Anthrenus (Helocerusfuscus Olivier, 1789
  Anthrenus (Anthrenuslepidus LeConte, 1854
  Anthrenus (Florilinusmuseorum (Linnaeus, 1761)
  Anthrenus (Anthrenuspimpinellae Fabricius, 1775
  Anthrenus (Anthrenusscrophulariae (Linnaeus, 1758)
  Anthrenus (Nanthrenusverbasci (Linnaeus, 1767)
Tribe: Megatomini Leach, 1815
  Megatoma (Megatomacylindrica (Kirby, 1837)
  Megatoma (Megatomavariegata (Horn, 1875)
  Orphinus fulvipes (Guérin-Méneville, 1838)
  Reesa vespulae (Milliron, 1939)
  Trogoderma glabrum (Herbst, 1783)
  Trogoderma granarium Everts, 1898
  Trogoderma grassmani Beal, 1954
  Trogoderma inclusum (LeConte, 1854)
  Trogoderma serraticorne (Fabricius, 1792)
  Trogoderma simplex Jayne, 1882
  Trogoderma sinistrum Fall, 1926
  Trogoderma sternale Jayne, 1882
  Trogoderma teukton Beal, 1956
  Trogoderma variabile Ballion, 1878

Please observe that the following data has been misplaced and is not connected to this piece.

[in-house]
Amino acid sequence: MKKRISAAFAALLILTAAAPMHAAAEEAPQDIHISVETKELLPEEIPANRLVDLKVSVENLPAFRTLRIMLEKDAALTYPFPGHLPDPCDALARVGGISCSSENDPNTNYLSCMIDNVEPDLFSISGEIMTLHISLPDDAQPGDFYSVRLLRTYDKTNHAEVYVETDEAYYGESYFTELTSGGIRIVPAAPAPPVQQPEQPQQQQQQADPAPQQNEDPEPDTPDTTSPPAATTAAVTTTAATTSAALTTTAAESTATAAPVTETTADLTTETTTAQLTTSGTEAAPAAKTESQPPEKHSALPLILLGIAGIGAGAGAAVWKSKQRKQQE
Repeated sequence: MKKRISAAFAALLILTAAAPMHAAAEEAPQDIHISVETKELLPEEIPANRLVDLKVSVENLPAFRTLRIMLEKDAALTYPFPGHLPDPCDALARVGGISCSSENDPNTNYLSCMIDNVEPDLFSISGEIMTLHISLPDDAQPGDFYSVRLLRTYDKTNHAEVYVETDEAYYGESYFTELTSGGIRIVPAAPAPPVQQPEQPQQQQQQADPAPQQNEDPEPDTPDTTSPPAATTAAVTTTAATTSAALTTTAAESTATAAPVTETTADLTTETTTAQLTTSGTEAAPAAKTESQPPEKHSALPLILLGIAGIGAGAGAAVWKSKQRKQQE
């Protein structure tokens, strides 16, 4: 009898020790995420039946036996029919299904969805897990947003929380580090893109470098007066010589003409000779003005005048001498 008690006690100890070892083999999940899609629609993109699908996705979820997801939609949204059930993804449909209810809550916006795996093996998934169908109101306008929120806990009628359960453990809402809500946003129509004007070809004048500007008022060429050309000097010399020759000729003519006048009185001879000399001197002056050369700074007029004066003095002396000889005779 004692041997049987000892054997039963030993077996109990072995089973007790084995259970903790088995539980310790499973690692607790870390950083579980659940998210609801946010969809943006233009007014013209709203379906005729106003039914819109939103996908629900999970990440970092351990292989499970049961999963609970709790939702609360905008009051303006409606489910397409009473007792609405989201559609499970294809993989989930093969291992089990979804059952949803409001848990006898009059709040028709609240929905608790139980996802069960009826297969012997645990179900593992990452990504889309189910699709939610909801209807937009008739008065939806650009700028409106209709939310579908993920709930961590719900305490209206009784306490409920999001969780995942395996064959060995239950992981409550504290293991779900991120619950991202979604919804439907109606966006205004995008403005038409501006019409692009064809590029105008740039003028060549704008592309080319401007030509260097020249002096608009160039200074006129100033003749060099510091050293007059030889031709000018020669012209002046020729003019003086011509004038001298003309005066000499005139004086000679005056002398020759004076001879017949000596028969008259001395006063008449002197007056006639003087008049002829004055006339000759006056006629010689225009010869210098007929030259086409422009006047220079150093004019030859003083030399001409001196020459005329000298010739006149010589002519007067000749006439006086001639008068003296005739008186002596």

Subfamily: Thorictinae Agassiz, 1846
Tribe: Thaumaphrastini Anderson, 1949
  Thorictodes heydeni Reitter, 1875
Subfamily: Trinodinae Casey, 1900
Tribe: Thylodriini Semenov-Tian-Shansky, 1909
  Thylodrias contractus Motschulsky, 1839

Table 2. Glossary of selected terms used in the key.

Declivous: sloping downward
Denticle: a small tooth
Ensiform: long and narrow with sharp edges and a pointed tip; sword-shaped
Fascia: a transverse band or broad line; it is common when it crosses both wings or wing covers
Fossa: a deep groove or sinus with sharp edges: specifically applied to grooves on the head or sides of prothorax in which the antennae are concealed
Fovea/foveate: a small pit or depression
Humerus: the basal exterior angle of elytra
Lamina/ae: a chitinous plate or plates
Maculation: the ornamentation or pattern of marking
Marmorate: veined like a marble, marbled
Recumbent: horizontal, laying down

Species Keys


We thank the reviewers for their helpful comments. We also thank the institutions listed in the methods and the curators who provided the specimens. Reviews by Gary Parsons, Alan Prather, Heather Proctor, and Derek Sikes improved the resulting key.


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Biggs, E.M., Herrmann, A., and Cognato, A.I. 2022. Dichotomous key to adults of economically important dermestids (Coleoptera: Dermestidae) of Canada and the United States. Canadian Journal of Arthropod Identification 46: 165 pp. doi:10.3752/cjai.2022.46